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Tuesday, October 30, 2012

The United States Coast Guard continues its search today for Captain Robin Walbridge, the missing captain of the HMS Bounty, a 180-foot sailboat which sank approximately 125 miles southeast of Hatteras, N.C.

United States Coast Guard helicopter crews rescued 14 sailors from two life rafts after the 3-masted ship Bounty foundered in the storm-tossed Atlantic Ocean off Hatteras, N.C. this morning.
The first MH-60 Jayhawk crew arrived on scene at approximately 6:30 a.m. and hoisted five people into the aircraft, and a second helicopter arrived and rescued nine people and all were taken to Coast Guard Air Station Elizabeth City, N.C., with no life-threatening conditions. U.S. Coast Guard video by Coast Guard Air Station Elizabeth City, N.C.
The Captain of the Bounty remains missing and 1 woman has been recovered.
NBC’s Today Show got a hold of the U.S. Coast Guard crew who conducted the rescue, as well as the Bounty’s owner. Check it out.
Visit NBCNews.com for breaking newsworld news, and news about the economy
For more details on this story, please click HERE
gCaptain’s Full Coverage: Hurricane Sandy Coverage
uscg cutter gallatin
USCGC Gallatin (WHEC-721), photo by PA2 Kirby, USCG
The United States Coast Guard continues its search today for Captain Robin Walbridge, the missing captain of the HMS Bounty, a 180-foot sailboat which sank  approximately 125 miles southeast of Hatteras, N.C.
uscgc elm
USCGC Elm, photo by PA1 Telfair H. Brown, USCG
The crew aboard the Coast Guard Cutter Elm, a 225-foot buoy tender homeported in Atlantic Beach, N.C., arrived on scene at approximately 7:15 p.m. Monday and began searching for Walbridge. The crews aboard the HC-130 Hercules aircraft and the MH-60 Jayhawk helicopter from Coast Guard Air Station Elizabeth City, N.C., secured their searches for the night at approximately 7:30 p.m. Monday.
A crew aboard an HC-144 Ocean Sentry aircraft from Coast Guard Air Station Clearwater, Fla., began a four-hour search at 12:30 a.m. Tuesday, and a Hercules aircrew from Air Station Clearwater began a morning search at approximately 7:15 a.m.
The Coast Guard Cutter Gallatin, a 378-foot high-endurance cutter homeported in Charleston, S.C., is en route.
The Coast Guard’s is searching an area approximately 1,350 square nautical miles.
The water temperature is 77 degrees, air temperature is 67 degrees, seas are 15 feet, and the winds are 42 mph.

Friday, October 19, 2012

An atlas of food: a cooperatively-created, crowd-sourced and crowd-funded project of guerrilla cartography and publishing.

An atlas of food: a cooperatively-created, crowd-sourced and crowd-funded project of guerrilla cartography and publishing.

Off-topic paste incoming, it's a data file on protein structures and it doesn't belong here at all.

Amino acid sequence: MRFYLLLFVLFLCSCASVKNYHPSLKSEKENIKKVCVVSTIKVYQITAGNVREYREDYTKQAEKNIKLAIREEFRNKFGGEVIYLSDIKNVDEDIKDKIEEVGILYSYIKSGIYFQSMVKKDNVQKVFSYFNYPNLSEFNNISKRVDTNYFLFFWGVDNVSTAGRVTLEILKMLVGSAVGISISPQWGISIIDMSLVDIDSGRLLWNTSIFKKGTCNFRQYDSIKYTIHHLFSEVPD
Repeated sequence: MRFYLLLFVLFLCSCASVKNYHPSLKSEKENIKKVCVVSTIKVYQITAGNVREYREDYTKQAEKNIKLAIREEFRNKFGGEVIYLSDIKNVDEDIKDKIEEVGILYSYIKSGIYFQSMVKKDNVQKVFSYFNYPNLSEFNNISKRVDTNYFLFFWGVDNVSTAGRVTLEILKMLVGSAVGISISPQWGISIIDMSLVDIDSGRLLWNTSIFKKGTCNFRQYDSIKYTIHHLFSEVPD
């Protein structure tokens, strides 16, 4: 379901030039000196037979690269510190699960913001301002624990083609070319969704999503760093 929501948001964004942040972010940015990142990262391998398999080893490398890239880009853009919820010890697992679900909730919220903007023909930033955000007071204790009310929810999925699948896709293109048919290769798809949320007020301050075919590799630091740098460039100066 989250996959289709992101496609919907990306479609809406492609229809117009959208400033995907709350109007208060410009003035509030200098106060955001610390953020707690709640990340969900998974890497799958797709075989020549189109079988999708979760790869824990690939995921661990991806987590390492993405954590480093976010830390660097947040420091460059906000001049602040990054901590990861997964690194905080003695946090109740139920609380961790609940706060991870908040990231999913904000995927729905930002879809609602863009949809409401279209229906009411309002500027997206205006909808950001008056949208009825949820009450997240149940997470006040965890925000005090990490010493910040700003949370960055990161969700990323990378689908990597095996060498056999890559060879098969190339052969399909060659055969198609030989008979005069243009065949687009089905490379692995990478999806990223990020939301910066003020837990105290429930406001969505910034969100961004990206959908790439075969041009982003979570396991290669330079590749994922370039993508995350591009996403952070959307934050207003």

• Launched: Oct 2, 2012
  • Funding ends: Oct 23, 2012
 We did it - we've reached our funding goal!  Keep reading to the bottom to find our stretch goals and see what more we have planned with your amazing support!
5 months
+ 80 collaborating cartographers and researchers
+ 8 volunteer editors
+ An abundance of volunteer campaign wranglers, academics, designers, and artists
+ You
Food: An Atlas

Food: An Atlas is a collection of over 60 maps (and growing!) cooperatively-created by the guerrilla cartography community, a loose band of people who are passionate about geography or food, or both. The atlas endeavors to map food in its myriad contexts and conditions at all scales of research and geography. Dealing with subjects as varied as global cropland distribution, Los Angeles’s historic agrarian landscape, community supported fisheries in Massachusetts, the redistribution of food surpluses in Italy, and Taco Trucks of East Oakland, its chapters focus on food productionfood distribution,food security and cuisine. Smaller chapters are devoted to conceptual food maps and a kids’ chapter brought to you by the UK’s Geography Collective for the youngest kickstarters to begin their exploration of the world of food.

The atlas fuses traditional cartography, poster art, infographics, and journalistic text blocking to create the map as a narrative device. Maps are a fantastic medium for illuminating complicated issues, and food is an exciting and compelling theme to explore. While food is an incredibly important aspect of all our lives, few of us have a comprehensive understanding of current food systems. By exploring and mapping the world of food we are able to gain a better understanding of the role food plays in our lives and our communities. The caliber of scholarship and artistry invested in these maps is impressive—they are informative and thought provoking, they are beautiful and they give shape to the world of food.
map section: US Croplands
map section: US Croplands
Collaborators on this project include more than 100 people across the globe—80+ volunteer researchers and cartographers who created the maps, the design and production team who compiled the atlas, the editorial panel who critically reviewed the maps, and the kickstarter team who brought this campaign to you—all working in the spirit of collaboration and community knowledge-caching.